I skied a pair of Nordica Grand Prix (the old black racers-only version in a "medium" flex) over 750 days before a huge crack in the lower shell forced me to retire them. I treated them well (Cat-Tracks on the soles when not clicked into bindings, buckled during storage, stored in a low-ozone room during the off-season), and kept the liners (ConformAble foam liners) in good shape. I even took them out of the shells fairly often to prevent water from pooling between the liner and the shell.
I demoed the newer Nordica Grand Prix in 2000, and they didn't fit as well for me, so I looked elsewhere. I have a funky foot that was beaten to death as a junior racer (AA-width forefoot, C-width heel), so finding a proper shell fit helps a ton in making me a happy skier.
Now I'm in Lange L10 Race boots from 2000, and they have about 100 days on them. I need new liners for this year, but my footbeds are still good, and I'm treating them with kid gloves. Aside from some scuffs that have removed the paint-on graphics, the shells are in superb shape. I expect that these will last about 500-700 days, so long as I keep up the preventive maintenance.
But I do cycle the buckles open and shut a lot, as my boots are extremely snug and my foot circulation is not great (due to the aforementioned junior racing days and some wicked frostbite suffered at Jackson Hole and Snowbasin as a teenager that caused some nerve damage in my toes). Thus, they're often open during lift rides. I do have ThermIC boot heaters, which help on the coldest New England days (they were bought for the 2000 Olympics, where we were on the hill before sunrise to get the speed courses in shape).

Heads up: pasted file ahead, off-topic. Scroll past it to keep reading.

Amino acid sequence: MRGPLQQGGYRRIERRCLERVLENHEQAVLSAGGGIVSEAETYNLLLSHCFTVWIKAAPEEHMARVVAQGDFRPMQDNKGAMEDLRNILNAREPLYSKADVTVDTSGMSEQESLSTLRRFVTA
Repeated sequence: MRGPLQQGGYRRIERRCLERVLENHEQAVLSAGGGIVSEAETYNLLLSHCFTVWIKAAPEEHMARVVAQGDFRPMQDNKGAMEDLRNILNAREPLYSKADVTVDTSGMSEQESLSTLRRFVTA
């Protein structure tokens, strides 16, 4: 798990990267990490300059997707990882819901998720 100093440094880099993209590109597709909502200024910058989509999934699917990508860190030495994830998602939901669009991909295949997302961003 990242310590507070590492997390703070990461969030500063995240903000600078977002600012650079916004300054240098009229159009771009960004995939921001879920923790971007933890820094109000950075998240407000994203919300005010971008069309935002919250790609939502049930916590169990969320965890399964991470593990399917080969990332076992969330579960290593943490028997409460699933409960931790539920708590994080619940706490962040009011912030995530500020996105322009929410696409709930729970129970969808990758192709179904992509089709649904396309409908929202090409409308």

I'm rambling now. But the key is to keep things in shape: don't use solvents to clean your boot shells; let them dry as completely as possible between ski outings; if you ski in treated snow (e.g. salted or chemically-hardened snow, or dirty late-season snow), rinse and dry your shells and any hinged interfaces before storage; use Cat-Tracks or another sole protector to prevent the boot-binding interface from getting corrupted; store them buckled; don't store them anywhere close to an ozone producer (e.g. furnace, water heater); don't store them in direct sunlight. These steps will help prolong the life of your boots.